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3 Ecommerce Takeaways From eMarketer’s Apparel Retailers Trends Report

Written by: Carolyn Berk, Content Marketing Associate

The latest fashion trends aren’t the only trends on apparel retailers’ minds. Purchasing habits are changing as consumers increasingly use digital platforms to discover, research and order products. Data from market research firm The NPD Group indicates that online sales have grown to account for 19% of industry dollars, while in-store sales have declined by 2%. Does this mean that ecommerce will eventually lead to the demise of in-store shopping? Not exactly. As eMarketer explains in its latest report, Apparel Retailers and Digital Commerce: Trends and Benchmarks, both in-store and online shopping remain popular, but how consumers interact with each is changing. Here’s what apparel brands need to know in order to reach audiences in the right way at the right time in the right location.

1. The Importance of Being Visual

Visuals matter, especially in online retail. In a consumer psychology study by mobile company VoucherCloud, 92.6% of people said that visuals are the top influential factor affecting an online purchasing decision. This is reinforced by the eMarketer report, which says leading ecommerce retailers have all translated catalogs to their online presence. A background in catalog retailing doesn’t always mean success, the report says, but multichannel retailers with strong direct-mail roots (like J.Crew or Urban Outfitters) can still command as much as 30% of sales digitally.

Takeaway

Pictures of your products are worth a thousand words! Be sure to use visual-heavy ad formats that let your images shine. Try Facebook’s carousel link format, which mimics a catalog by letting you share multiple images in one ad.

2. The Role of Shopper Research

eMarketer cites a performance index from ecommerce platform MarketLive which found that year-over-year revenue per smartphone visit had grown by nearly 50%. Yet MarketLive says that revenue per smartphone visit was still significantly lower than that generated by desktop and tablet interactions. eMarketer concludes that smartphone shoppers were still more likely to be using smartphones for research as opposed to buying on those devices. Research is not confined to digital, however. According to a survey by PricewaterhouseCoopers, a combination of digital and in-store research is preferred among consumers. Yet 68% of respondents in PwC’s survey said they ultimately preferred to purchase in-store, as opposed to the 26% who said they preferred buying online.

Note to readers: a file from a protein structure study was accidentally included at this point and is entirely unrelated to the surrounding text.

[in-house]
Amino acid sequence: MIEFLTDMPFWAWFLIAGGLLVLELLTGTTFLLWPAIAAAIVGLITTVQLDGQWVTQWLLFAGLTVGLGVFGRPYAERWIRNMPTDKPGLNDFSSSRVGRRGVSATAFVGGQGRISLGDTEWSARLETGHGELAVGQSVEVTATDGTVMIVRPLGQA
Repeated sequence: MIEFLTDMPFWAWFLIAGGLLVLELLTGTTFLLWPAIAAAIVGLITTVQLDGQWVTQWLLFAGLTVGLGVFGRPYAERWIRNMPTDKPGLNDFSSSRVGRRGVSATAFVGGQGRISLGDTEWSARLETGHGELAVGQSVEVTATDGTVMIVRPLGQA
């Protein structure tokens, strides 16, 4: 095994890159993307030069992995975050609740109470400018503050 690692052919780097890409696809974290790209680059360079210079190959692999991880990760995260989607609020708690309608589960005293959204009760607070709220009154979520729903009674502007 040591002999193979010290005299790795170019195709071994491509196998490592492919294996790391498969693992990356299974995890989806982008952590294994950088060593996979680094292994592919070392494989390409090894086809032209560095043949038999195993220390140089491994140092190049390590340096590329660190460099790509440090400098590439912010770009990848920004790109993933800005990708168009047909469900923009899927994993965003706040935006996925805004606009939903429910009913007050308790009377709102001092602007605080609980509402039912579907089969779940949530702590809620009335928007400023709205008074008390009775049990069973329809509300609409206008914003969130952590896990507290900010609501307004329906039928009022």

Takeaway

Consumers’ purchasing journey isn’t confined to one device, so make sure you’re targeting them across both mobile and desktop. One way to do this is to allow visitors to save products to a wishlist that they can view on any device. You can also nudge them towards purchasing by emailing them whenever an item on their list goes on sale or is close to going out of stock.

3. Brick and Mortar is Alive and Well

As the PwC survey mentioned, consumers still prefer to purchase apparel in-store over online. In a survey conducted by market researcher CivicScience, 56% of respondents said that being able to see and touch a product was the most important factor when making an in-store purchasing decision. The in-store experience is still valuable to retailers, and ecommerce brands are taking notice. eMarketer points to several online brands that have opened up brick and mortar showrooms, such as Warby Parker, Rent the Runway and Bonobos. As Bonobos CEO Andy Dunn explains, customers who visit the brand’s Guideshops buy almost 75% more than online-first buyers. He says the human experience that customers receive at the store is the main reason for this success.

Takeaway

The value of the in-store experience is still a major factor in apparel retail. Digital isn’t the enemy of brick and mortar stores; in fact, both can work to benefit each other. Make sure you provide information online that consumers need if they’ll be continuing their journey in-store, like store locations near them, real-time inventory info or store-only sales on specific items.

As the consumer path from research to purchase evolves, brands need to adapt to ensure that they’re following potential customers every step of the way. Learn how four ecommerce brands are delivering real value to their bottom lines by using digital advertising to find and engage customers:

Download Delivering ROI: How 4 Top Ecommerce Brands are Achieving Digital Advertising Success 
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